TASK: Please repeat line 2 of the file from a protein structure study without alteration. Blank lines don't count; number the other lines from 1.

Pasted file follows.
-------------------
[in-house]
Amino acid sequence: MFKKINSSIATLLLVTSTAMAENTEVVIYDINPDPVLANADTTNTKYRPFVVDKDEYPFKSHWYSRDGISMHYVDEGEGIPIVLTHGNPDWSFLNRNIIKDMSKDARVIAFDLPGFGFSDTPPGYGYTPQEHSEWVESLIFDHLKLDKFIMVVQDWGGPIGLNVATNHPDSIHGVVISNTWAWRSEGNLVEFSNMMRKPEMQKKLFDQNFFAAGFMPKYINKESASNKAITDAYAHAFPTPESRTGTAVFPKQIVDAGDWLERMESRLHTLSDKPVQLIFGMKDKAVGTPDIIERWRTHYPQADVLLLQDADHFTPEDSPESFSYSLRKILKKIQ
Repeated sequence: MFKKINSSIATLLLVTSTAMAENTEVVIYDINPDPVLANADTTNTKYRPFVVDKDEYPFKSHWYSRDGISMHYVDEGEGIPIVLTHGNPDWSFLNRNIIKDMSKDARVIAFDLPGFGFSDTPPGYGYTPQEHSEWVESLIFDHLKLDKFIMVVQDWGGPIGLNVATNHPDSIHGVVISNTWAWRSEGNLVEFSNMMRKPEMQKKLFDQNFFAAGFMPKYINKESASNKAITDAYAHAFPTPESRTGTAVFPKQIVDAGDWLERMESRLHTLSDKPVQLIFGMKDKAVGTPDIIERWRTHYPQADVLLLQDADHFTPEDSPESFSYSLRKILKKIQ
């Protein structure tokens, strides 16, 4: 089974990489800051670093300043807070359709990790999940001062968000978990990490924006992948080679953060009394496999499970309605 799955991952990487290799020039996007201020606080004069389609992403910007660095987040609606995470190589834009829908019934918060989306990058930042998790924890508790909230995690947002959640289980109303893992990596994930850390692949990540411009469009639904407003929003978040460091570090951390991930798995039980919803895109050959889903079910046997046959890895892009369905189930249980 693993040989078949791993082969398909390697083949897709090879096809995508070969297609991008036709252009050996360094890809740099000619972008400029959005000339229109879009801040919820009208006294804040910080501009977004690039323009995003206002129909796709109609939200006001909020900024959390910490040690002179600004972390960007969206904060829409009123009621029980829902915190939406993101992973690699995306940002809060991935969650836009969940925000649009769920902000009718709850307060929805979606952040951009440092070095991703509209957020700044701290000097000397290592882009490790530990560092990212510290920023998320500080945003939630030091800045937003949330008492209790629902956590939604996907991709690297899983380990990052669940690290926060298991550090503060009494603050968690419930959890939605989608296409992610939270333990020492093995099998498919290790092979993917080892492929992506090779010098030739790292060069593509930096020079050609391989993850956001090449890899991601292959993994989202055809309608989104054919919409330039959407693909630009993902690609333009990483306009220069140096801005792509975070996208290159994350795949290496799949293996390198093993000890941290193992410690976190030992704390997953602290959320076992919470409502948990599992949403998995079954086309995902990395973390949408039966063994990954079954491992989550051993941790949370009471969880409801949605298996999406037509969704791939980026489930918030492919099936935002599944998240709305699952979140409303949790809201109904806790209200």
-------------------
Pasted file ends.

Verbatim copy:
Amino acid sequence: MFKKINSSIATLLLVTSTAMAENTEVVIYDINPDPVLANADTTNTKYRPFVVDKDEYPFKSHWYSRDGISMHYVDEGEGIPIVLTHGNPDWSFLNRNIIKDMSKDARVIAFDLPGFGFSDTPPGYGYTPQEHSEWVESLIFDHLKLDKFIMVVQDWGGPIGLNVATNHPDSIHGVVISNTWAWRSEGNLVEFSNMMRKPEMQKKLFDQNFFAAGFMPKYINKESASNKAITDAYAHAFPTPESRTGTAVFPKQIVDAGDWLERMESRLHTLSDKPVQLIFGMKDKAVGTPDIIERWRTHYPQADVLLLQDADHFTPEDSPESFSYSLRKILKKIQ